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Logic in Central and Eastern Europe: History, Science, and Discourse

Logic in Central and Eastern Europe: History, Science, and Discourse

By: Andrew Schumann (editor)Paperback

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The history of logic and analytic philosophy in Central and Eastern Europe is still known to very few people. As an exception to the rule, only two scientific schools became internationally popular: the Vienna Circle and the Lvov-Warsaw School. Nevertheless, the countries included in this region have not only joint history, but also joint cultural dynamics. This book is a collection of rare material regarding logical and analytic-philosophical traditions in Central and Eastern European countries, covering the period from the late nineteenth century to the early twenty-first century. An encyclopedic feature covers the history of logic and analytic philosophy in all European post-Socialist countries: Albania, Belarus, Bosnia and Herzegovina, Bulgaria, Croatia, Czechia, Eastern Germany, Estonia, Hungary, Latvia, Lithuania, Macedonia, Moldova, Montenegro, Poland, Romania, Russia, Serbia, Slovakia, Slovenia, Ukraine. The cultural and social context of this philosophy is considered as well.

About Author

Andrew Schumann is associate professor at the Department of Philosophy and Science Methodology at the Belarusian State University, Minsk, Belarus. His research focuses on logic and philosophy of science with an emphasis on non-well-founded phenomena: self-references and circularity. He contributed mainly to such research areas as reasoning under uncertainty, probability reasoning, non-Archimedean mathematics, as well as their applications to cognitive science.


Preface Introduction Chapter One. The Logical Discourse and the Modern Cultural Climate Nijaz Ibrulj. National Dogmatism or the Logic of Consociation? Gezim Alpion. European Media and `Outsiders' within-Contemporary Repre-sentations of Albania in the British Press Olga Breskaya, Oleg Bresky. University in Belarus: the Grounds and the Pros-pects Valentin A. Bazhanov. The Logical Community in the USSR and Modern Rus-sia: The Furrow Syndrome Chapter Two. The Cultivation of Logical Traditions: the Beginning Nijaz Ibrulj. Bosnia Porphyriana: An Outline of the Development of Logic in Bosnia and Herzegovina Marin Turlea. Ideological and Philosophical Aspects of Logical Tradition in Romania Iryna Khomenko. Logic in Kyiv Theological Academy (1819-1920) Romanas Pleckaitis.The Development of Logic in Lithuania Chapter Three. The Cross-cultural Context of Logical Traditions Roman Murawski. Philosophy of Mathematics in Poland in the 20th Century Tonu Tamme. Logic in Estonia Aleks Knoks & Jurgis Skilters. Logic in Latvia Stanislovas Norgela. Mathematical Logic in Lithuania Andrej Ule. Logic and Theory of Science in Slovenia Andras Mate, Hajnal Andreka, Istvan Nemeti. The Development of Symbolic Logic in Hungary Violeta Panzova. Logic in Macedonia Svetlana Zecevic. The Tendencies of Logic and Methodology in Montenegro Chapter Four. The Traditions of Analytic Philosophy, Philosophy of Sci-ence and Philosophical Logic Ilie Parvu, Andreea Esanu. Analytic Philosophy in Romania Peter Szegedi. Philosophy of Science in Hungary Matjaz Potrc & Vojko Strahovnik. Some Tendencies of Logic and Methodology in Slovenia Jiri Raclavsky. On the Czech Logic in the 20th Century Martin Tabakov. The Development of Philosophical Logic in Bulgaria Chapter Five. Some Significant Results in Modern Logic Alexander S. Karpenko. Moscow Logical Schools (Period of Ideology 1917-1991) Grigori Mints, Sergey I. Nikolenko. History of the Leningrad (St. Petersburg) School of Constructive Mathematics and Proof Theory Sergey I. Nikolenko. The Markov School in the 21st Century Alexander Lyaletski, Marina Morokhovets, Andrei Paskevich. Kyiv School of Automated Theorem Proving: a Historical Chronicle Mirjana Borisavljevic, Silvia Ghilezan, Predrag Janicic, Aleksandar Krapez, Milos Kurilic, Zarko Mijajlovic, Zoran Markovic, Zoran Ognjanovic, Jovanka Pantovic, Zoran Petric, Miomir S. Stankovic, Radomir S. Stankovic, Ivan Sto-jmenovic, Djordje Vukomanovic. History of Mathematical Logic in Serbia Srecko Kovac, Berislav Zarnic. An Outline of the History of the Croatian Logic Vilem Novak. A Concise Glance at the History of Fuzzy Logic in Czechia (with a glimpse of the origin of data-mining-the GUHA method) Marian Zouhar. On Some Slovak Contributions to Non-Classical Logics Martin Tabakov. The Development of Mathematical Logic in Bulgaria Chapter Six. Dialectical Logic and Informal-Logical Philosophy of Sci-ence Andrey Maidansky. The Concept of Truth in Ilyenkov's Dialectical Logic Anguel S. Stefanov. Philosophy of Science in Bulgaria Herbert Hoerz. Science of Science in the German Democratic Republic. Remarks of a Contemporary Witness Janos Laki. The Role of Informal Logic in the Kuhnian Scientific Change Janos Laki. Versions of Externalism. Hungarian Contributions to the Post-Positivist Philosophy of Science Chapter Seven. The History of Logic as Histories of People Jan Wolenski. The Story of a Footnote Vitaly I. Levin. Victor Ivanovich Shestakov, the Scientist and Person Vitaly I. Levin. Sofia Alexandrovna Yanovskaya, the Person, Teacher, and Sci-entist Index About the Contributors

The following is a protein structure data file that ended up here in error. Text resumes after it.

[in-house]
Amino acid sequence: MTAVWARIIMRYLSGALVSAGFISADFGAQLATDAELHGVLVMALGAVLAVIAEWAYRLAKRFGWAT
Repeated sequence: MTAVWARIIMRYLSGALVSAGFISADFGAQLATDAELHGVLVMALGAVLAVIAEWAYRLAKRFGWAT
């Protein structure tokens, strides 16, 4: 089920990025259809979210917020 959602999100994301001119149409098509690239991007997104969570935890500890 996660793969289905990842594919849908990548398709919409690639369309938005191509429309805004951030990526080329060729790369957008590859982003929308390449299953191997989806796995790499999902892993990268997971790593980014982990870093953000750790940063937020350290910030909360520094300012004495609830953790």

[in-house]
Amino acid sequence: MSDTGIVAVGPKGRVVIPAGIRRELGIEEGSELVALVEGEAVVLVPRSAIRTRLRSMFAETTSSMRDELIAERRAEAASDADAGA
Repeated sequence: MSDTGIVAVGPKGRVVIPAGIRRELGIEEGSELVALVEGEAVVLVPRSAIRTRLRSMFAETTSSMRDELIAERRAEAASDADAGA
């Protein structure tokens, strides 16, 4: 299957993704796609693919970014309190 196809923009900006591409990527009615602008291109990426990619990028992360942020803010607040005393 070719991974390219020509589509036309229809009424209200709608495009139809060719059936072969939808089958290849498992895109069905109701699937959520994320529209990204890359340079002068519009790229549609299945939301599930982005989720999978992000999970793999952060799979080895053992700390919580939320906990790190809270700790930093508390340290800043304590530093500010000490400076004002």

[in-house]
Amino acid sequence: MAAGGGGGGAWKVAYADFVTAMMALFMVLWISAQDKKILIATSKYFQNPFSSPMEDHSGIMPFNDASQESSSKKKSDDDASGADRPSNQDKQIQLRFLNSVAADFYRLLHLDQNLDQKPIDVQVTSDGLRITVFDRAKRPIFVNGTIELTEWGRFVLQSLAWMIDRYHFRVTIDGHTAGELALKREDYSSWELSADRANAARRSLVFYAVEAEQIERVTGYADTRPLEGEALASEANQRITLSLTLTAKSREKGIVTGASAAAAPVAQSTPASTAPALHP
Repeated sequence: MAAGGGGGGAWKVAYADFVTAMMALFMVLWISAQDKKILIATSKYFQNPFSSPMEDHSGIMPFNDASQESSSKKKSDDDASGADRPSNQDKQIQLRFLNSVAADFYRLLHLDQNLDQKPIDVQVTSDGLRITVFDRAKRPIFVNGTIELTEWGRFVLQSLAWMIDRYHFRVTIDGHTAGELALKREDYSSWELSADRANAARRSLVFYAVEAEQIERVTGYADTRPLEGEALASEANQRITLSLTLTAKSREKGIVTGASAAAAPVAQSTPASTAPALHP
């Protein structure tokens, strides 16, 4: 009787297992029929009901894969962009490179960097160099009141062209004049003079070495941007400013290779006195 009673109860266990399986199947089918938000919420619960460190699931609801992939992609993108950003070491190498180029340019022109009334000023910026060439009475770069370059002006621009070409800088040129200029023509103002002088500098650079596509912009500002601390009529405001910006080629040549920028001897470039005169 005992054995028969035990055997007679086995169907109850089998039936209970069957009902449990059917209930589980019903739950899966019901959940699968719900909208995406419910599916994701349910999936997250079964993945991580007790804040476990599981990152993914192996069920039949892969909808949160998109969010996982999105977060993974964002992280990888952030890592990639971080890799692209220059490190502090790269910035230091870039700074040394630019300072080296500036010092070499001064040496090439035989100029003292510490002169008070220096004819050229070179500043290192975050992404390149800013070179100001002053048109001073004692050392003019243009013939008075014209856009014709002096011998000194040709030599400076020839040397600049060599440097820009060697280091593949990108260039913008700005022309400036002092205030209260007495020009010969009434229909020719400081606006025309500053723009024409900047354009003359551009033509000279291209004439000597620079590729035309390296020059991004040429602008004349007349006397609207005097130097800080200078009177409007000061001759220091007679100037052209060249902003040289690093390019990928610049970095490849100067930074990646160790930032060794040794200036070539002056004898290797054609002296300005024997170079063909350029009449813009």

Product Details

  • ISBN13: 9780761858911
  • Format: Paperback
  • Number Of Pages: 758
  • ID: 9780761858911
  • weight: 1111
  • ISBN10: 0761858911

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